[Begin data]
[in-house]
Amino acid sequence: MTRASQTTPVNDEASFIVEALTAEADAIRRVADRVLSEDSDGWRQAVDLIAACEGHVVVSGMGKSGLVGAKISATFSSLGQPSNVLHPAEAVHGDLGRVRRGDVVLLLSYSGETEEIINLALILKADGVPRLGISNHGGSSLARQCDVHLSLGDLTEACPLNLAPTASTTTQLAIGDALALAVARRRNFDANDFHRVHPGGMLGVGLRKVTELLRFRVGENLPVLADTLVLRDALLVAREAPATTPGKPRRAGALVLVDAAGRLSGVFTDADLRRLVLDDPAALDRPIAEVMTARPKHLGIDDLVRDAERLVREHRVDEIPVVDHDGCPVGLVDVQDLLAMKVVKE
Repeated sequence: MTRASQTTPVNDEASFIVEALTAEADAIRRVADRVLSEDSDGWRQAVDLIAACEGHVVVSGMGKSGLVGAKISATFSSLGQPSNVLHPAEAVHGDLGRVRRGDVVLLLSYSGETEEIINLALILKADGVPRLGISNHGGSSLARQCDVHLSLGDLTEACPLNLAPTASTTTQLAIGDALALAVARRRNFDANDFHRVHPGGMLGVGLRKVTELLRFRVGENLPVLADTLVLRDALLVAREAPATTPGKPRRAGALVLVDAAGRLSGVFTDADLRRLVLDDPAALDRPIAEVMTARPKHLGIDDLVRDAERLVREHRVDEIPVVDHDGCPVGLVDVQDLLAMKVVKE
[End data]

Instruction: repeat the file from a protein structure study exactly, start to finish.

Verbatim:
[in-house]
Amino acid sequence: MTRASQTTPVNDEASFIVEALTAEADAIRRVADRVLSEDSDGWRQAVDLIAACEGHVVVSGMGKSGLVGAKISATFSSLGQPSNVLHPAEAVHGDLGRVRRGDVVLLLSYSGETEEIINLALILKADGVPRLGISNHGGSSLARQCDVHLSLGDLTEACPLNLAPTASTTTQLAIGDALALAVARRRNFDANDFHRVHPGGMLGVGLRKVTELLRFRVGENLPVLADTLVLRDALLVAREAPATTPGKPRRAGALVLVDAAGRLSGVFTDADLRRLVLDDPAALDRPIAEVMTARPKHLGIDDLVRDAERLVREHRVDEIPVVDHDGCPVGLVDVQDLLAMKVVKE
Repeated sequence: MTRASQTTPVNDEASFIVEALTAEADAIRRVADRVLSEDSDGWRQAVDLIAACEGHVVVSGMGKSGLVGAKISATFSSLGQPSNVLHPAEAVHGDLGRVRRGDVVLLLSYSGETEEIINLALILKADGVPRLGISNHGGSSLARQCDVHLSLGDLTEACPLNLAPTASTTTQLAIGDALALAVARRRNFDANDFHRVHPGGMLGVGLRKVTELLRFRVGENLPVLADTLVLRDALLVAREAPATTPGKPRRAGALVLVDAAGRLSGVFTDADLRRLVLDDPAALDRPIAEVMTARPKHLGIDDLVRDAERLVREHRVDEIPVVDHDGCPVGLVDVQDLLAMKVVKE